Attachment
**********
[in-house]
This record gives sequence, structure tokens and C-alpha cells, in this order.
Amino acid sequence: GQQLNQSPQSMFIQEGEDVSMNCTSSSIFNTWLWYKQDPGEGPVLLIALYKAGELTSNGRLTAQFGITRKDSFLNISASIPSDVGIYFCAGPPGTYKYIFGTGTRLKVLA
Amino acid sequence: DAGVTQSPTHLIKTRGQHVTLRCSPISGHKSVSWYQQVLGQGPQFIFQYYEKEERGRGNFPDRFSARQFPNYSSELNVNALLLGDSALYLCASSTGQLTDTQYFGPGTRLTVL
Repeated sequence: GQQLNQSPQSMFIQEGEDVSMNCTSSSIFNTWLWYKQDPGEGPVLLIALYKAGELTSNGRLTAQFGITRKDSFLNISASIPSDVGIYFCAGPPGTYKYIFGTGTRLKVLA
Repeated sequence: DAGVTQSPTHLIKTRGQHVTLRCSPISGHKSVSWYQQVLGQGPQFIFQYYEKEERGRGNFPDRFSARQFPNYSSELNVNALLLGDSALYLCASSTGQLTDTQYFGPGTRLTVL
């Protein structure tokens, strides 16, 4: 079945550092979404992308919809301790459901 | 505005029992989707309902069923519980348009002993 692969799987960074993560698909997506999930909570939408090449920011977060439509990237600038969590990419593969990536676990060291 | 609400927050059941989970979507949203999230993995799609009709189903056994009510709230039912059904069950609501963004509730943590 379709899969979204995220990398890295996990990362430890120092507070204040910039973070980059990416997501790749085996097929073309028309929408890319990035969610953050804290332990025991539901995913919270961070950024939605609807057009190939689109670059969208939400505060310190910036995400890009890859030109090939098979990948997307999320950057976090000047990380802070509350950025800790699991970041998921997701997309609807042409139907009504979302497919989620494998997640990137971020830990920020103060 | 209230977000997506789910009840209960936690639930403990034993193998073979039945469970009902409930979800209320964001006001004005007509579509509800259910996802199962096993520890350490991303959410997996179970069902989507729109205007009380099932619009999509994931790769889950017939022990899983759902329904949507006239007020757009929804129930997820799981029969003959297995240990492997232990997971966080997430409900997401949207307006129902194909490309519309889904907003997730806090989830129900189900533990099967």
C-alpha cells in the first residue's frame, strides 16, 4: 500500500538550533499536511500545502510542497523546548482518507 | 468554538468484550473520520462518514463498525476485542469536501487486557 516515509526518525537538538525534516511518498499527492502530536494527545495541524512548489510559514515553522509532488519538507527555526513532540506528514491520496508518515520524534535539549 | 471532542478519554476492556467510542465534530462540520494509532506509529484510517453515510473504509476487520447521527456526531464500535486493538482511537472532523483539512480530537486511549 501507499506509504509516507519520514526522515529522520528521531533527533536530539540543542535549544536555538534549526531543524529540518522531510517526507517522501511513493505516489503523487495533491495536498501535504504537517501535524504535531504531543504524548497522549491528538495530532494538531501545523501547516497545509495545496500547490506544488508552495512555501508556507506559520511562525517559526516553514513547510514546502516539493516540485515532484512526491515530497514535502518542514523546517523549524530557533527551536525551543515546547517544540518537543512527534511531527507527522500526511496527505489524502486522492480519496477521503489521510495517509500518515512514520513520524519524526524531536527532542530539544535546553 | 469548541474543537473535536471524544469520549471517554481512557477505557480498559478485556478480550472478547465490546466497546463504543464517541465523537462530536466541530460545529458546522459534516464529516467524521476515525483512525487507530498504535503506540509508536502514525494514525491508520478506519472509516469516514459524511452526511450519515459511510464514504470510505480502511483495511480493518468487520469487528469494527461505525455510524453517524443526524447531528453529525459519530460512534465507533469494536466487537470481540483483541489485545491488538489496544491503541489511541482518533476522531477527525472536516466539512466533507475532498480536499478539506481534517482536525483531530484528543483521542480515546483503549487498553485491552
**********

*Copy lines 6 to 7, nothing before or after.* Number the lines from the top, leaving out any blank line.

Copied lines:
Repeated sequence: DAGVTQSPTHLIKTRGQHVTLRCSPISGHKSVSWYQQVLGQGPQFIFQYYEKEERGRGNFPDRFSARQFPNYSSELNVNALLLGDSALYLCASSTGQLTDTQYFGPGTRLTVL
């Protein structure tokens, strides 16, 4: 079945550092979404992308919809301790459901 | 505005029992989707309902069923519980348009002993 692969799987960074993560698909997506999930909570939408090449920011977060439509990237600038969590990419593969990536676990060291 | 609400927050059941989970979507949203999230993995799609009709189903056994009510709230039912059904069950609501963004509730943590 379709899969979204995220990398890295996990990362430890120092507070204040910039973070980059990416997501790749085996097929073309028309929408890319990035969610953050804290332990025991539901995913919270961070950024939605609807057009190939689109670059969208939400505060310190910036995400890009890859030109090939098979990948997307999320950057976090000047990380802070509350950025800790699991970041998921997701997309609807042409139907009504979302497919989620494998997640990137971020830990920020103060 | 209230977000997506789910009840209960936690639930403990034993193998073979039945469970009902409930979800209320964001006001004005007509579509509800259910996802199962096993520890350490991303959410997996179970069902989507729109205007009380099932619009999509994931790769889950017939022990899983759902329904949507006239007020757009929804129930997820799981029969003959297995240990492997232990997971966080997430409900997401949207307006129902194909490309519309889904907003997730806090989830129900189900533990099967």